We Deserve a Pollution Diet for the Bay AND our Local Waterways

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Tina Meyers, the new Baltimore Harbor WATERKEEPER

My name is Tina Meyers and I just started two weeks ago at Blue Water Baltimore as the new Baltimore Harbor WATERKEEPER for Blue Water Baltimore.  I am SUPER excited to be your new on-the-water advocate, and I can’t wait to get to know our supporters in more depth.  However, there is an urgent issue that deserves our attention right now.

MDE has recently proposed to utilize the Bay-wide Pollution Diet (TMDL) model in lieu of issuing TMDLs to 139 of our Local Waterways.

The Chesapeake Bay TMDL provides a pollution diet for the entire Chesapeake Bay watershed (spanning 6 states and the District of Columbia).  This diet is based on the Chesapeake Bay Model, which is basically a computer program that estimates the amount of pollution loads (nitrogen, phosphorus, and sediment) that various localities can discharge while still allowing the Bay to meet water quality standards.

In addition to the Bay-wide pollution diet, however, there are also hundreds of individual waterways which already have or are on the waiting list to receive their own local TMDL from the Maryland Department of the Environment (MDE). However, MDE, in its draft 2012 Integrated Report or 303(d) list of Impaired waterways, is proposing to rely on the Bay TMDL computer model to “check off” these 139 local waterways from the TMDL waiting list.

MDE is required to follow a statutory public participation process when creating each of these local pollution diets.  They provide for a formal comment period where citizens with local expertise can provide site-specific information to help MDE create a more accurate and reality-based local TMDL.  Citizens often provide MDE with water quality monitoring data and information on local pollution sources that MDE may or may not have known about.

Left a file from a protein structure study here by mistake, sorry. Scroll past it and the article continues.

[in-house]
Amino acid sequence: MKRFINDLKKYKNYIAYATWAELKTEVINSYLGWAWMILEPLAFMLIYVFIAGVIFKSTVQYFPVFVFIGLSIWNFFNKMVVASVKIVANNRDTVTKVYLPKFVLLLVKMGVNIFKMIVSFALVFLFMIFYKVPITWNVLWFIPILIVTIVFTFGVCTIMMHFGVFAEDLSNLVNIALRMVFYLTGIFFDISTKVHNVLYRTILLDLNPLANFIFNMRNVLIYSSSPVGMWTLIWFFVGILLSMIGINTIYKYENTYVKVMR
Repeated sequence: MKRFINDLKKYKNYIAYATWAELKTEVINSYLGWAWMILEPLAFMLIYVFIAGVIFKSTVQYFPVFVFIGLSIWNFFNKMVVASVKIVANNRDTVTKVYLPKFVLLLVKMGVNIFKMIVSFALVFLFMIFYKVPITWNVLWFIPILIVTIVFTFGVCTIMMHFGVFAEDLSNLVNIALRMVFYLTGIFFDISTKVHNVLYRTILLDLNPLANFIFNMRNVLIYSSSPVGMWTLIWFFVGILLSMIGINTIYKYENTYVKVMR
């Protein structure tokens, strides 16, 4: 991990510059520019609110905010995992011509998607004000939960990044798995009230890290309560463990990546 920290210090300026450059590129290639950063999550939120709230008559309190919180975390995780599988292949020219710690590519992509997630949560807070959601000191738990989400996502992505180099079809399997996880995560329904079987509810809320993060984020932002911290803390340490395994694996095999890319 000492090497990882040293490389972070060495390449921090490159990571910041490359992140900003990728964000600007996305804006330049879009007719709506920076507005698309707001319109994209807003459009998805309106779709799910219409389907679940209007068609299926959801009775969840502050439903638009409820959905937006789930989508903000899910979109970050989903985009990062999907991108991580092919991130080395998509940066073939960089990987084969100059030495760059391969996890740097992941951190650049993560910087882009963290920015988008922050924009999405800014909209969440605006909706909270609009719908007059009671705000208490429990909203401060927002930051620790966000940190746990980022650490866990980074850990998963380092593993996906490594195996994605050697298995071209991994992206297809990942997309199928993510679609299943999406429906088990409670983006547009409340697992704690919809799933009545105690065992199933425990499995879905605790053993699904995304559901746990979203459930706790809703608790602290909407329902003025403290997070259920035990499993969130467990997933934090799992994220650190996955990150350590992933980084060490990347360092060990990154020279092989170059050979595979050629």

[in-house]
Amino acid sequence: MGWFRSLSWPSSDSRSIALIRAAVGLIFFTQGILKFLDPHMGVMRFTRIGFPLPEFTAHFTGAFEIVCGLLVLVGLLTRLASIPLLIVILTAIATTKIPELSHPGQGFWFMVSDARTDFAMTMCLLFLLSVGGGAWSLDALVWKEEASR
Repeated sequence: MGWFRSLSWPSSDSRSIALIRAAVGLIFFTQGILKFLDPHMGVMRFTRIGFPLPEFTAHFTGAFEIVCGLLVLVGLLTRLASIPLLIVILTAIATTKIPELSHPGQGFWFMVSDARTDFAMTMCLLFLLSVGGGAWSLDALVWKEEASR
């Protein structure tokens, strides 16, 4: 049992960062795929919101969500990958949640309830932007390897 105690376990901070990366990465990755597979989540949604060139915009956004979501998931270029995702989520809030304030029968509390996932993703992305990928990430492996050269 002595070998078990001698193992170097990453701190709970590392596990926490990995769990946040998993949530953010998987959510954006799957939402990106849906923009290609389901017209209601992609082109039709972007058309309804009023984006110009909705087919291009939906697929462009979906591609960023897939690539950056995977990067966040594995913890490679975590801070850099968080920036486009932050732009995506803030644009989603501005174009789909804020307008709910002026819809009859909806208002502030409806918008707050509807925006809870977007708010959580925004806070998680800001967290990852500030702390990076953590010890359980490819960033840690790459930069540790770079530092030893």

For example, the Baltimore Harbor is impaired for both nitrogen and phosphorus and has its own TMDL for each that provides the various point sources (industries, wastewater treatment plants, etc.) and non-point sources (stormwater runoff) of that nutrient pollution.  The Baltimore Harbor TMDLs also provide a “Wasteload Allocation” or amount of pollutant that each one of those sources can discharge while still keeping the Harbor healthy and compliant with water quality standards.  And  there are currently 139 local waterways or “segments” in Maryland, such as the Jones Falls here in Baltimore, that are impaired for nutrients and/or sediments but are still waiting for a local TMDL from MDE.

The 139 watersheds that will follow the Bay-wide TMDLs instead of a localized version.

Baltimore Harbor WATERKEEPER, along with the other 11 Maryland WATERKEEPER programs, are concerned about MDE’s proposal, as it avoids the site-specific public participation process for the 139 local TMDLs and potentially relies on a large scale model which may not have the specificity to accurately address these small water segments.

Due to these concerns, we recently requested that MDE grant an additional public hearing on this issue and extend the public comment period for the Draft Integrated Report.  MDE agreed to provide us with an informational meeting and a short extension—so I will keep you posted on our progress!

Pollution diets are a good thing, but it is imperative that we do not save the Bay at the expense of our local waterways.  And it is equally important that MDE provide the public with its legal right to have a say in the development of TMDLs for their local waterways.  Citizens have site-specific expertise that will not only strengthen the protection of that local waterway, but will strengthen the Bay-wide pollution diet from the bottom up.

Follow me on the Baltimore Harbor WATERKEEPER facebook page for updates on this and the other important projects I’m working on!

Nice “meeting” you all! 🙂